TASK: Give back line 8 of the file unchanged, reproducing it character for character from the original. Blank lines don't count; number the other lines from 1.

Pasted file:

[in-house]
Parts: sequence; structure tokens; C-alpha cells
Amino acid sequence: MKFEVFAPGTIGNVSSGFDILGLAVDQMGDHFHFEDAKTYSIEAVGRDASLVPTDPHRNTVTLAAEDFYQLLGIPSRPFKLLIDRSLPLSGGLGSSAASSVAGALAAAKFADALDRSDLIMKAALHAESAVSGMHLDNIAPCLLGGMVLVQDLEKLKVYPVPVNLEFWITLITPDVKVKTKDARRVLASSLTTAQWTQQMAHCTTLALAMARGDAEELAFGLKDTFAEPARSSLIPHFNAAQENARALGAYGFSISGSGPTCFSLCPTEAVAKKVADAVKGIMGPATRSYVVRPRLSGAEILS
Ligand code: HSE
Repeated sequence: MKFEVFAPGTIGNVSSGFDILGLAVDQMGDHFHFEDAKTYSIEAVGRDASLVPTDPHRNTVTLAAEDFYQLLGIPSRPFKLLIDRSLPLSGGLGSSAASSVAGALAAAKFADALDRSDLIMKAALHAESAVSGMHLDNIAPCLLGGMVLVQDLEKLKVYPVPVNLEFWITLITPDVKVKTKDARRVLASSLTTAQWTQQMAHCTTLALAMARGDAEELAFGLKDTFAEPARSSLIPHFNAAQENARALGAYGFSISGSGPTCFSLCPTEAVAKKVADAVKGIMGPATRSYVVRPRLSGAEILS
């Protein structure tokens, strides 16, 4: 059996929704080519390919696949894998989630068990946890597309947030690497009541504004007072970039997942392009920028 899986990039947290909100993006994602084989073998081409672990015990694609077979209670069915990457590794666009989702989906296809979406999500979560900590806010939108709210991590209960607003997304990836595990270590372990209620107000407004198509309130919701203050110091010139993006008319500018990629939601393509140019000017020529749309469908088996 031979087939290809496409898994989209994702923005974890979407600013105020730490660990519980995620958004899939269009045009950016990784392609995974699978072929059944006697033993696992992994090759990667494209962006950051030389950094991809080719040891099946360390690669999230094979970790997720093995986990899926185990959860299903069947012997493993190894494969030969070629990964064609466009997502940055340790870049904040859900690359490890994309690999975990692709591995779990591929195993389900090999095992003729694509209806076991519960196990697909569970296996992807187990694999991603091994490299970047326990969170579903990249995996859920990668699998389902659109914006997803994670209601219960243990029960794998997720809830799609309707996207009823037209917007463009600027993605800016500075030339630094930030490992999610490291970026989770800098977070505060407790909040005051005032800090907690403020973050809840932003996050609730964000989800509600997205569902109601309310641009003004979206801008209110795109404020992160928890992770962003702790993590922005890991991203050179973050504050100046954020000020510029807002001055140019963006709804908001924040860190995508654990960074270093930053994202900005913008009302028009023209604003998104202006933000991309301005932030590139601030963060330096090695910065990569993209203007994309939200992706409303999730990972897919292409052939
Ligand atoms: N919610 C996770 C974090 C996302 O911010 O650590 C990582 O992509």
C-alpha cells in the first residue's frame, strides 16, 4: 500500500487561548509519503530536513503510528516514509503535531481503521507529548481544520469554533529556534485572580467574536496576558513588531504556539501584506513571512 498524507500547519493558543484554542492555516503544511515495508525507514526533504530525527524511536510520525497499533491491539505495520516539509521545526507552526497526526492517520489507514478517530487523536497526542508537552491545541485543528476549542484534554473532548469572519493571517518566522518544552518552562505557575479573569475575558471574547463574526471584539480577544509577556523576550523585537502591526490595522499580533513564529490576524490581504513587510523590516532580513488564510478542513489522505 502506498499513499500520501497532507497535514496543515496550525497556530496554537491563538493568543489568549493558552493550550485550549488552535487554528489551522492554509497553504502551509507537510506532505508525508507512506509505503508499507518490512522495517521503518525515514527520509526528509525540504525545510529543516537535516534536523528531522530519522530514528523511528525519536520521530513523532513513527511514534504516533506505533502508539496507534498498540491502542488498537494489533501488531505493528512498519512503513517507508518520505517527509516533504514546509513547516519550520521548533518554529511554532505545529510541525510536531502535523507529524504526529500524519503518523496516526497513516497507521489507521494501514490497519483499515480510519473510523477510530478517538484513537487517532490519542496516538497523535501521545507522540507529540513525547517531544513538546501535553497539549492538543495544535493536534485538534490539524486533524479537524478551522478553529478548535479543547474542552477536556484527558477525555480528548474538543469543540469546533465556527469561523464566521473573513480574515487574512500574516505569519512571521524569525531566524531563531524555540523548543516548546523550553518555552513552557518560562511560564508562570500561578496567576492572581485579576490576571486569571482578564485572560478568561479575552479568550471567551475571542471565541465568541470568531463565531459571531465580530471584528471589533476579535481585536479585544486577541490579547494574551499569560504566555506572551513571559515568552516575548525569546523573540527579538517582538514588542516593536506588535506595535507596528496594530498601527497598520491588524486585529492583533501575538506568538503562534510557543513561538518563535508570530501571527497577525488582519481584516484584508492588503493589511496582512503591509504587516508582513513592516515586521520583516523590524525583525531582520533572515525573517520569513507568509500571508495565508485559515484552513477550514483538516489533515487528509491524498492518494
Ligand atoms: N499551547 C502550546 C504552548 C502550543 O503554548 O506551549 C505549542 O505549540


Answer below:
C-alpha cells in the first residue's frame, strides 16, 4: 500500500487561548509519503530536513503510528516514509503535531481503521507529548481544520469554533529556534485572580467574536496576558513588531504556539501584506513571512 498524507500547519493558543484554542492555516503544511515495508525507514526533504530525527524511536510520525497499533491491539505495520516539509521545526507552526497526526492517520489507514478517530487523536497526542508537552491545541485543528476549542484534554473532548469572519493571517518566522518544552518552562505557575479573569475575558471574547463574526471584539480577544509577556523576550523585537502591526490595522499580533513564529490576524490581504513587510523590516532580513488564510478542513489522505 502506498499513499500520501497532507497535514496543515496550525497556530496554537491563538493568543489568549493558552493550550485550549488552535487554528489551522492554509497553504502551509507537510506532505508525508507512506509505503508499507518490512522495517521503518525515514527520509526528509525540504525545510529543516537535516534536523528531522530519522530514528523511528525519536520521530513523532513513527511514534504516533506505533502508539496507534498498540491502542488498537494489533501488531505493528512498519512503513517507508518520505517527509516533504514546509513547516519550520521548533518554529511554532505545529510541525510536531502535523507529524504526529500524519503518523496516526497513516497507521489507521494501514490497519483499515480510519473510523477510530478517538484513537487517532490519542496516538497523535501521545507522540507529540513525547517531544513538546501535553497539549492538543495544535493536534485538534490539524486533524479537524478551522478553529478548535479543547474542552477536556484527558477525555480528548474538543469543540469546533465556527469561523464566521473573513480574515487574512500574516505569519512571521524569525531566524531563531524555540523548543516548546523550553518555552513552557518560562511560564508562570500561578496567576492572581485579576490576571486569571482578564485572560478568561479575552479568550471567551475571542471565541465568541470568531463565531459571531465580530471584528471589533476579535481585536479585544486577541490579547494574551499569560504566555506572551513571559515568552516575548525569546523573540527579538517582538514588542516593536506588535506595535507596528496594530498601527497598520491588524486585529492583533501575538506568538503562534510557543513561538518563535508570530501571527497577525488582519481584516484584508492588503493589511496582512503591509504587516508582513513592516515586521520583516523590524525583525531582520533572515525573517520569513507568509500571508495565508485559515484552513477550514483538516489533515487528509491524498492518494